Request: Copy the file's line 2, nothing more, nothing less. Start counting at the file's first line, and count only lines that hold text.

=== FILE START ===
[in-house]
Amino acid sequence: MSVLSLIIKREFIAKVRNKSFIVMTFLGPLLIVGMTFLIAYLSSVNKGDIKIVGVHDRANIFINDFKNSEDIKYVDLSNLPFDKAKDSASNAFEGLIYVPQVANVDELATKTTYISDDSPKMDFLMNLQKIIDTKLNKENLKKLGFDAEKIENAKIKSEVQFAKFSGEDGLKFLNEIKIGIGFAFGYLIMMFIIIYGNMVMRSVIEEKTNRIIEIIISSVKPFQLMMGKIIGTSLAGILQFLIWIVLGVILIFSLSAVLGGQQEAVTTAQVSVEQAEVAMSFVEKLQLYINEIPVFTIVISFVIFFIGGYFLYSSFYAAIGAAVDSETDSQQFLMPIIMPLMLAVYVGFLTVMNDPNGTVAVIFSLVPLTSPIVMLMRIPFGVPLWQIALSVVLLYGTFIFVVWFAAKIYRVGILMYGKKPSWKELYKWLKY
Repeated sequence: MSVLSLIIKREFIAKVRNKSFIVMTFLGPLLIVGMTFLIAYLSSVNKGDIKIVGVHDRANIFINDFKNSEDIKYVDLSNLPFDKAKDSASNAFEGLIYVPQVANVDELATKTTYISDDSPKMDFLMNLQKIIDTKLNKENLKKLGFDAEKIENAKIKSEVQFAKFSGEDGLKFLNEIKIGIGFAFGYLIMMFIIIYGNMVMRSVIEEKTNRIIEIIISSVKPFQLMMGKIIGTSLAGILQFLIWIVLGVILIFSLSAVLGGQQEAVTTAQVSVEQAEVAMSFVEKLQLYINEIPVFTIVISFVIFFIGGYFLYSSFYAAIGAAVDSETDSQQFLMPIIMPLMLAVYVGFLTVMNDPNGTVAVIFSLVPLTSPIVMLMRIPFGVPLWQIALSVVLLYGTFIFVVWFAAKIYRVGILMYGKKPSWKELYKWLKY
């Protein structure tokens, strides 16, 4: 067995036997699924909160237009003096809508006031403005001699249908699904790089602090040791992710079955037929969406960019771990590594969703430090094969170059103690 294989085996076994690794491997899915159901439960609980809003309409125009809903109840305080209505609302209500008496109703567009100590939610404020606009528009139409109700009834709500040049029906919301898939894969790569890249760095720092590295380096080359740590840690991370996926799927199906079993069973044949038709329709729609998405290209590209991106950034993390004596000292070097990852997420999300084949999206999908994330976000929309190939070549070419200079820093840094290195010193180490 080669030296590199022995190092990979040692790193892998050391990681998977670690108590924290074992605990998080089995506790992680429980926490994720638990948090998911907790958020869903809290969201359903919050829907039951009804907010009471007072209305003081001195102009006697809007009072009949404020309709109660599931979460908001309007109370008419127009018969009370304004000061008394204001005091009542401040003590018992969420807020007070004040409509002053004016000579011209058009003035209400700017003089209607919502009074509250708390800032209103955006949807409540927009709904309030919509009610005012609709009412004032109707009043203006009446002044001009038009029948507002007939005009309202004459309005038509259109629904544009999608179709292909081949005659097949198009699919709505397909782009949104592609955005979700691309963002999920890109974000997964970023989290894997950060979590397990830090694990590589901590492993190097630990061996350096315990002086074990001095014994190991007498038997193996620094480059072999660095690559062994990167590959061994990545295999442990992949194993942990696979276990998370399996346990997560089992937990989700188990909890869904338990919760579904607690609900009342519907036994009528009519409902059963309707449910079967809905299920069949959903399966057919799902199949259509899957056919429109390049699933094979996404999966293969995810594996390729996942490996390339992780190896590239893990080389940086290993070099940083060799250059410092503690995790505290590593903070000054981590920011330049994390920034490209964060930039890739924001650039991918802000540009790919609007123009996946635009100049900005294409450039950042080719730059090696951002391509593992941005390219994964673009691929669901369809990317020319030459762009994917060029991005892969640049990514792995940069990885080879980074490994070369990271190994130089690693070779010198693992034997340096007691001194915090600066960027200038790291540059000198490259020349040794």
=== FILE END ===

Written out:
Amino acid sequence: MSVLSLIIKREFIAKVRNKSFIVMTFLGPLLIVGMTFLIAYLSSVNKGDIKIVGVHDRANIFINDFKNSEDIKYVDLSNLPFDKAKDSASNAFEGLIYVPQVANVDELATKTTYISDDSPKMDFLMNLQKIIDTKLNKENLKKLGFDAEKIENAKIKSEVQFAKFSGEDGLKFLNEIKIGIGFAFGYLIMMFIIIYGNMVMRSVIEEKTNRIIEIIISSVKPFQLMMGKIIGTSLAGILQFLIWIVLGVILIFSLSAVLGGQQEAVTTAQVSVEQAEVAMSFVEKLQLYINEIPVFTIVISFVIFFIGGYFLYSSFYAAIGAAVDSETDSQQFLMPIIMPLMLAVYVGFLTVMNDPNGTVAVIFSLVPLTSPIVMLMRIPFGVPLWQIALSVVLLYGTFIFVVWFAAKIYRVGILMYGKKPSWKELYKWLKY